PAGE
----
The letter of authority should specify the legal entity for which the Underwriter has authority and the effective period i.e. for each Underwriting Year. Risks that are outside of the underwriter’s agreed level of authority must be escalated to another individual with the appropriate level of authority and this process should be clearly defined and understood, with such escalations properly recorded. 

Lloyd’s would expect that the Underwriting Authorities will reference the following elements:

Authorised lines of business, including relevant Lloyd’s risk codes

Any restriction on leading business (if applicable)

Maximum line size

Maximum GPW per risk or programme

Territorial limits, including specific territories that should not be written

Method of placement (i.e. including Binders, Treaty Reinsurance etc)

Authority for endorsement agreement

Authority to purchase reinsurance,

Reinsurance exclusions or limitations

Maximum policy periods

Maximum brokerage/commissions allowed

Variation to Benchmark price authority

Risk-adjusted Rate Change authority

Referral procedure for risks outside of an underwriter’s authority

Protocol for writing across Lloyd’s and non-Lloyd’s platforms

All currencies to be clearly stated and maximum line sizes to be aligned with the latest approved SBF max line sizes in denominated currencies (GBP, USD, EUR, AUD, CAD) and where applicable all currency conversion to GBP or other denominated currencies must be converted at the current SBF rates of exchange.

Pre-Bind Contract Review

Managing Agents should maintain effective Pre-Bind Quality Assurance (PBQA) procedures with clear accountability for their operation and a review process to ensure that they remain appropriate to the Managing Agent’s specific business requirements. 

Leaders are expected to conduct a pre-bind contract review on all contracts (risks or portfolios). This is important to ensure contract certainty for all customers, ensure that coverage meets regulatory requirements and reduce the cost of unnecessary policy reissue later in the process. 

While Leaders are required to conduct checks on all contracts, the extent of reviews can be risk-based. This could range from the Leader reviewing every contract individually for large complex open market business, to an approach for homogenous binder business where the Leader would check standard policy forms and schedule templates before writing or renewing the binder, but delegate the activity of ensuring schedules are completed accurately to the Coverholder. The Leader could assess this through audits of policies issued, KPIs, complaints monitoring, signing off Coverholder policy issue controls.


Managing Agents may wish to take the following factors into account when determining which level of review is appropriate:

Class of business;

Size of line;

Brokers’ wordings performance;

Type of wording – bespoke or complex, use of standard terms;

Individual underwriter’s knowledge and experience of the territories/ class of business / wordings;

Availability of specialist wordings/ legal knowledge of insurance contract law; and

Ensuring that reinsurance slips have appropriate reinsurance conditions and clarity regarding underlying/associated wordings.

In the spirit of avoiding unnecessary duplication and cost in the market, Leaders are encouraged to indicate on the slip that the PBQA check has been completed to their satisfaction or to confirm this to brokers and to give them permission for this confirmation to be shared with Followers.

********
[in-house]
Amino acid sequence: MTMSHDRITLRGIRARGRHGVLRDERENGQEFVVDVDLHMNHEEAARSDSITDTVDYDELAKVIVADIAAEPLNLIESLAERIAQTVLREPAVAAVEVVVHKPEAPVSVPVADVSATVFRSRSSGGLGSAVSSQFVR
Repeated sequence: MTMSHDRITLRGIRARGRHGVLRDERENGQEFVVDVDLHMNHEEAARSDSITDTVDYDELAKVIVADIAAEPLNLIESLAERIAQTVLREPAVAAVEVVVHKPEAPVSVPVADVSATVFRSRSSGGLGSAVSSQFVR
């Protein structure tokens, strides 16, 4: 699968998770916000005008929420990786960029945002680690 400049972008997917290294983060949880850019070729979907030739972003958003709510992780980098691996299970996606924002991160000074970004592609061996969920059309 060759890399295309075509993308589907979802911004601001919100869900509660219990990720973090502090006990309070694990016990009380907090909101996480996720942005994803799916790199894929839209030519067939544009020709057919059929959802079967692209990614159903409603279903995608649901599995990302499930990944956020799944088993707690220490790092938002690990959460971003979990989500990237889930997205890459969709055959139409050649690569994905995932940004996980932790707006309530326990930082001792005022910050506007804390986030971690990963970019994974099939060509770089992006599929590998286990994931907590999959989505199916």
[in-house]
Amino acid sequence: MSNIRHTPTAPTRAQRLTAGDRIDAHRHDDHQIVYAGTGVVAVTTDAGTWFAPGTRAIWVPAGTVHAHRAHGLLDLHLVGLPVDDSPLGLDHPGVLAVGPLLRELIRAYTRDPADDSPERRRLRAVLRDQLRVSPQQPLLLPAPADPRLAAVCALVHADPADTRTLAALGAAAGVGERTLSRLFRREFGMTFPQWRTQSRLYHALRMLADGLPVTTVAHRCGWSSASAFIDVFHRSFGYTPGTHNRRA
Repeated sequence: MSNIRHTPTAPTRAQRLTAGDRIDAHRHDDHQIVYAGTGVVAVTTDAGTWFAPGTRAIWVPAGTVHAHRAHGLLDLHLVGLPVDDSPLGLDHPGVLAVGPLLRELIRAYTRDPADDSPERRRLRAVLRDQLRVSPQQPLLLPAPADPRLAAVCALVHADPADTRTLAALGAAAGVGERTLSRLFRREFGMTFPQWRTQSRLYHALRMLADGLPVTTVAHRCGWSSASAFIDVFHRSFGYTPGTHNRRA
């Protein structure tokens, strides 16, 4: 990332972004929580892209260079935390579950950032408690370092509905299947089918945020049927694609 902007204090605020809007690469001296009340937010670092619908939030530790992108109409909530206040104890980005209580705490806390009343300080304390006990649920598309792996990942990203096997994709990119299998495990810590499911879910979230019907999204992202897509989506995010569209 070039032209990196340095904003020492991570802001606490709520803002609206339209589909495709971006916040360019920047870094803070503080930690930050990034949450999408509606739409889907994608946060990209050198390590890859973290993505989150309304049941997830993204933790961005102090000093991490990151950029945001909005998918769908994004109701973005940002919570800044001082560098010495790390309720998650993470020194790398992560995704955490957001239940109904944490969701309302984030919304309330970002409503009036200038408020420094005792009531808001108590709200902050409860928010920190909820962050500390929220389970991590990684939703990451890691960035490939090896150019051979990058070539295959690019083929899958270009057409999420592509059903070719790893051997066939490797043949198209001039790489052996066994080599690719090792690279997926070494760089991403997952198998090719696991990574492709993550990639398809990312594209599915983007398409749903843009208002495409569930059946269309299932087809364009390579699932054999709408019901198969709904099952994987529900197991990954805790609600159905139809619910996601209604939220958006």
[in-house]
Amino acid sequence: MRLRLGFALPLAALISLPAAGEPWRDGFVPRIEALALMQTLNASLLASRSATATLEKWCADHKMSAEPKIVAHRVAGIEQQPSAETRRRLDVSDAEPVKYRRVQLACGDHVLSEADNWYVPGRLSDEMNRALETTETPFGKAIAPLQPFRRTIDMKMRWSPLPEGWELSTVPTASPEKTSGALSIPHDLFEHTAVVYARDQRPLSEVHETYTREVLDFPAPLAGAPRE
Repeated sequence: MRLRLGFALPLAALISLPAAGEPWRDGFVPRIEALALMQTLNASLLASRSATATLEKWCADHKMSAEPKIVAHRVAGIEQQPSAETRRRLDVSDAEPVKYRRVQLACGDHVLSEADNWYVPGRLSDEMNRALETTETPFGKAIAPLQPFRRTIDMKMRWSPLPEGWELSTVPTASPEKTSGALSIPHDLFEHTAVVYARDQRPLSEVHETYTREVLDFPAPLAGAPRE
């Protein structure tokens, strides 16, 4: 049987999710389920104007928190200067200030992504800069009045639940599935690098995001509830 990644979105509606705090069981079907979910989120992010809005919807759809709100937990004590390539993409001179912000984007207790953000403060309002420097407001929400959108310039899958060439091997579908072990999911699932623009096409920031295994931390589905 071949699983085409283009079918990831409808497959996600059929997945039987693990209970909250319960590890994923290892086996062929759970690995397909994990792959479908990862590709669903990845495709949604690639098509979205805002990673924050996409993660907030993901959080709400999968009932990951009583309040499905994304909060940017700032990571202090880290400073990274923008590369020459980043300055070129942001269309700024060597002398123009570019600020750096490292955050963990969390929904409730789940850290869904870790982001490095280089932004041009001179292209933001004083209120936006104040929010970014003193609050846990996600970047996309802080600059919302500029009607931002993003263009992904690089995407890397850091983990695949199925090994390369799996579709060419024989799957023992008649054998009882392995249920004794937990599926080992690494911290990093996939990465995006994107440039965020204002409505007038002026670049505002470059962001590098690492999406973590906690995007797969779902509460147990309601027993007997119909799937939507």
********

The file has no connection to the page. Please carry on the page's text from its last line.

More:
Lloyd’s has removed from the Minimum Standards the requirement for Followers to conduct pre-bind checks and expects each Managing Agent to decide which controls they wish to apply to ensure the quality of wordings for their Follow business. This may for example result in a shift to post bind contract review, a list of preferred leaders or a set of criteria determining cases when a pre-bind review should still take place. When conducting PBQA Minimum Standards reviews,

Lloyd’s will only include Lead business in the scope.  


There should be continuing assessment of the quality of slips and wordings. Aside from the underwriters themselves, Managing Agents should utilise specialist wordings / legal personnel with appropriate skill, knowledge and experience as necessary; and also consider using commercial software products to assist with the review and comparison of slips and wordings.


KPIs should be maintained on the extent of PBQA undertaken and there should be regular reporting to relevant committees within the Managing Agent and feedback to underwriters on contract quality and contract certainty of slips and wordings taking into account items such as:

Identification of claims issues arising from wordings e.g. coverage disputes;

Identification of issues arising from lack of experience;

Output from internal audit process;

Customer complaints;

Independent review of the quality of a sample of wordings on a risk-based approach;

Any issues regarding reinsurance slip conditions or underlying/associated wording; and

Feedback from Lloyd’s review process.

Market Reform Contract (MRC)

The Board has mandated through the Underwriting Requirements (paragraph 3A) that Managing Agents shall not permit the Syndicate stamp of a syndicate managed by it to be affixed to any slip which relates to a contract or contracts of insurance unless:




The slip is in the form of the Market Reform Contract and the information contained in the slip has been properly completed in accordance with the relevant London Market Group guidance;

The slip has been marked “MR Exempt – Client Requirement”; or

The slip relates to motor business, personal lines business or term life insurance business and the slip will not be processed by Xchanging Insurance Services.

MRC Guide Version 1.5 - Line slips are required to be in the format and completed in accordance with the guidance issued by the London Market Group. The current version of the came into effect on 1 June 2018 and the use of the line slip template for which it provides (“MRC Template”) has been compulsory in the Lloyd’s market since that date.

Link to MRC Guide Version 1.5 –